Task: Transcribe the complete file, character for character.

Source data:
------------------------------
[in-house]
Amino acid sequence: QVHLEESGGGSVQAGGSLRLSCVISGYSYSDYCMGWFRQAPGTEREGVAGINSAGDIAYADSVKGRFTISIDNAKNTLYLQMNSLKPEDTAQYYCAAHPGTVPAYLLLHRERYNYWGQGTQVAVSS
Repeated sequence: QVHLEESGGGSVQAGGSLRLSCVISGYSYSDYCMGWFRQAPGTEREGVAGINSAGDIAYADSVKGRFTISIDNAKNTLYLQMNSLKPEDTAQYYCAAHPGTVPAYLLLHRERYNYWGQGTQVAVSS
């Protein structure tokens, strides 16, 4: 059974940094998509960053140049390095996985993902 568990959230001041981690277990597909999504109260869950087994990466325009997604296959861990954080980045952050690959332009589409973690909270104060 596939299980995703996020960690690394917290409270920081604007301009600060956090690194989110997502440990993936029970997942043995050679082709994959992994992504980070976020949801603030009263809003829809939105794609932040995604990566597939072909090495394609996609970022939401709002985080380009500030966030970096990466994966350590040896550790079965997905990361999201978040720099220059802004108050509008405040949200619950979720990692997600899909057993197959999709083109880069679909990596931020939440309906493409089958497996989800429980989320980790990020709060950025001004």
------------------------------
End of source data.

[in-house]
Amino acid sequence: QVHLEESGGGSVQAGGSLRLSCVISGYSYSDYCMGWFRQAPGTEREGVAGINSAGDIAYADSVKGRFTISIDNAKNTLYLQMNSLKPEDTAQYYCAAHPGTVPAYLLLHRERYNYWGQGTQVAVSS
Repeated sequence: QVHLEESGGGSVQAGGSLRLSCVISGYSYSDYCMGWFRQAPGTEREGVAGINSAGDIAYADSVKGRFTISIDNAKNTLYLQMNSLKPEDTAQYYCAAHPGTVPAYLLLHRERYNYWGQGTQVAVSS
């Protein structure tokens, strides 16, 4: 059974940094998509960053140049390095996985993902 568990959230001041981690277990597909999504109260869950087994990466325009997604296959861990954080980045952050690959332009589409973690909270104060 596939299980995703996020960690690394917290409270920081604007301009600060956090690194989110997502440990993936029970997942043995050679082709994959992994992504980070976020949801603030009263809003829809939105794609932040995604990566597939072909090495394609996609970022939401709002985080380009500030966030970096990466994966350590040896550790079965997905990361999201978040720099220059802004108050509008405040949200619950979720990692997600899909057993197959999709083109880069679909990596931020939440309906493409089958497996989800429980989320980790990020709060950025001004």